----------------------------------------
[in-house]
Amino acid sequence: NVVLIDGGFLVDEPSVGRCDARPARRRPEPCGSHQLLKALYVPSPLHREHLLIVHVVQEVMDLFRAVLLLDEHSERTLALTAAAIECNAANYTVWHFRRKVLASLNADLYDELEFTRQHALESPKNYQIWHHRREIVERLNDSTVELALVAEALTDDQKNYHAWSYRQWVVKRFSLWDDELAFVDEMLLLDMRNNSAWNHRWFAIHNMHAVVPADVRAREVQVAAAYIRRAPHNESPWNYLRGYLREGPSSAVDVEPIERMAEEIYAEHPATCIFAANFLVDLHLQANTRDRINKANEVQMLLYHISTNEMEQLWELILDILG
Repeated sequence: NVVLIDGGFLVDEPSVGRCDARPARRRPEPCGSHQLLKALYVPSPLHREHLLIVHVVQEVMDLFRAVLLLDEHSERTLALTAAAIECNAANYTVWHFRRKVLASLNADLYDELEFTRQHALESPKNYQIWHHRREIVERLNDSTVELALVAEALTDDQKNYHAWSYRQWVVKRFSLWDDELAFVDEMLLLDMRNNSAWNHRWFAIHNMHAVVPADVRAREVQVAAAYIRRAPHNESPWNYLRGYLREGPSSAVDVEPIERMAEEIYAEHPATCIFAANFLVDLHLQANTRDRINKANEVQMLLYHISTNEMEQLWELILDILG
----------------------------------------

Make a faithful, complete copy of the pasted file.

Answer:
[in-house]
Amino acid sequence: NVVLIDGGFLVDEPSVGRCDARPARRRPEPCGSHQLLKALYVPSPLHREHLLIVHVVQEVMDLFRAVLLLDEHSERTLALTAAAIECNAANYTVWHFRRKVLASLNADLYDELEFTRQHALESPKNYQIWHHRREIVERLNDSTVELALVAEALTDDQKNYHAWSYRQWVVKRFSLWDDELAFVDEMLLLDMRNNSAWNHRWFAIHNMHAVVPADVRAREVQVAAAYIRRAPHNESPWNYLRGYLREGPSSAVDVEPIERMAEEIYAEHPATCIFAANFLVDLHLQANTRDRINKANEVQMLLYHISTNEMEQLWELILDILG
Repeated sequence: NVVLIDGGFLVDEPSVGRCDARPARRRPEPCGSHQLLKALYVPSPLHREHLLIVHVVQEVMDLFRAVLLLDEHSERTLALTAAAIECNAANYTVWHFRRKVLASLNADLYDELEFTRQHALESPKNYQIWHHRREIVERLNDSTVELALVAEALTDDQKNYHAWSYRQWVVKRFSLWDDELAFVDEMLLLDMRNNSAWNHRWFAIHNMHAVVPADVRAREVQVAAAYIRRAPHNESPWNYLRGYLREGPSSAVDVEPIERMAEEIYAEHPATCIFAANFLVDLHLQANTRDRINKANEVQMLLYHISTNEMEQLWELILDILG